Prepping a Pre-Order Despite Finn’s Flamenco

Here’s the deal…I did have a terrific post planned all about Finn McSpool’s recent adventures in my kitchen (the room will never be the same, I swear). Unfortunately, the vagaries of Amazon.com shipping means the final tool needed for the project he began weeks ago STILL hasn’t arrived.

However, Finn wasn’t going to miss out on his spot of weekly fame. Seeing me at the computer yesterday and feeling like he’d been missing out on some mischief lately, he ran over to lend a paw with what I was doing…and insisted I take photos to show off how “helpful” he was being.

I can see my productivity declining already.

Of course Finn’s version of assistance quickly degraded into him using my keyboard for a Beastie version of Dance Dance Revolution. Continue reading

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What Are You Doing to Me, Smashwords?!!!

I know Release Day for The Maze: Book Three of the Osteria Chronicles is less than a week away (squeeee!!!) and I should be using this blog space to cajole/guilt you into pre-ordering the book, but something is frustrating me and, rather than bang my head on the wall, I thought I’d share my irritation with my lovely readers and see your reactions.

My gripe is twofold: Smashwords and NaNoWriMo.

For those of you who don’t know, NaNoWriMo stands for National Novel Writing Month. It occurs each November and within the 30 days you’re meant to write a 50,000-word “novel.” I’ve griped about this terminology in previous posts, but my basic issue with NaNoWriMo is that it’s misleading. Unless you are incredibly talented, you are NOT writing a novel; you are writing a draft. And if you’re writing fast enough to crank out 50,000 words, that draft is probably in need of some serious work (again, unless you are quite talented).

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Okay Pirates, You Win

This week I learned my recent release, The Trials of Hercules, has been pirated. Initially I thought only a couple illegal download sites had it and that the wound could be staunched, but I’ve since learned that old Herc is bleeding out through his femoral artery because the book is on at least 20 pirating websites.

It’s No Big Deal, Right?

pirateFor those of you who don’t think pirating is a big deal, let’s put it in perspective. I’ve worked for over a year on writing, editing, formatting, and promoting this book. An average year’s wages in the U.S. are somewhere around $40,000. Now, $40,000 can buy you a pretty decent car, so let’s say you take a year of your work and buy a car then, the very day you get your car home, it gets stolen.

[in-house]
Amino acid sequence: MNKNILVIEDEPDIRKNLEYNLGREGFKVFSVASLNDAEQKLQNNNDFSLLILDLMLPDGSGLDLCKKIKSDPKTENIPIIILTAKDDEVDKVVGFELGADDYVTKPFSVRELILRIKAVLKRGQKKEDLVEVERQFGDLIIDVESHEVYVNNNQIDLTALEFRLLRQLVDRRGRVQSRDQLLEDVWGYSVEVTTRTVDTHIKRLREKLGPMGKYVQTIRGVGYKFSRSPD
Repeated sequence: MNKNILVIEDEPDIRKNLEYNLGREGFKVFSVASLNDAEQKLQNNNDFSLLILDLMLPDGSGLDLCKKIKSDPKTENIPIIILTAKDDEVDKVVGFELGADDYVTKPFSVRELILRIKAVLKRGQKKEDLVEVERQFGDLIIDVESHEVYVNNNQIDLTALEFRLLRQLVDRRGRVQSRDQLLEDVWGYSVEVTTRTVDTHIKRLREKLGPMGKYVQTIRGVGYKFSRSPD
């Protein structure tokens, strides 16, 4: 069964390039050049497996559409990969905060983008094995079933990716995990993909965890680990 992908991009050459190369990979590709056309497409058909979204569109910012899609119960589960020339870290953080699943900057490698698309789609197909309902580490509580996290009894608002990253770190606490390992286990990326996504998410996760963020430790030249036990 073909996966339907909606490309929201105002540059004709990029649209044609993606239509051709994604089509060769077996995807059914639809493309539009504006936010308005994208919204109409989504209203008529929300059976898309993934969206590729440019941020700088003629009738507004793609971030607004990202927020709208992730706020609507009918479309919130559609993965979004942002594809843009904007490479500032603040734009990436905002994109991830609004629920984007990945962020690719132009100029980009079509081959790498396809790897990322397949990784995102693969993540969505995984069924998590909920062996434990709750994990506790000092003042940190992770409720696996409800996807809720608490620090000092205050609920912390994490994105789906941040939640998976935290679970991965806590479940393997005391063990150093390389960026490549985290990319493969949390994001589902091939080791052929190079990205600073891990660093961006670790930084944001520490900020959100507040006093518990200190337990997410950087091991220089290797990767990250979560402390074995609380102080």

How pissed off are you? Add to that anger the attitude (and dawning realization) that you can do nothing to stop the thieves and everyone is telling you, “This is what happens, just accept it.” Yeah, you’re up to some middle-aged white guy anger now, aren’t you?

Better Use of My Time? Banging My Head Against a Brick Wall.

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How Long Does It Take to Write A Book?

 

Many writers jumping into the literary world, ask themselves this. Perhaps they even search online for the answer. Writers’ magazines, when spotlighting new authors list how long it took them to complete their book. The answers, wherever you find them, range from seven weeks to seven years. Not helpful. It’s like saying your next payday is going to be somewhere between $2 and $20,000.

The common answer is “as long as it takes.” But that doesn’t fully satisfy the questioning writer.

The truth is that infinity isn’t long enough to finish your book if you don’t sit down and write. Set a goal, set a timer, set anything to ensure you write. Do this regularly – whether it’s once a day or once a week – and eventually the pages will fill. And just remember, we don’t believe in writer’s block here so get your butt in the chair and write! Continue reading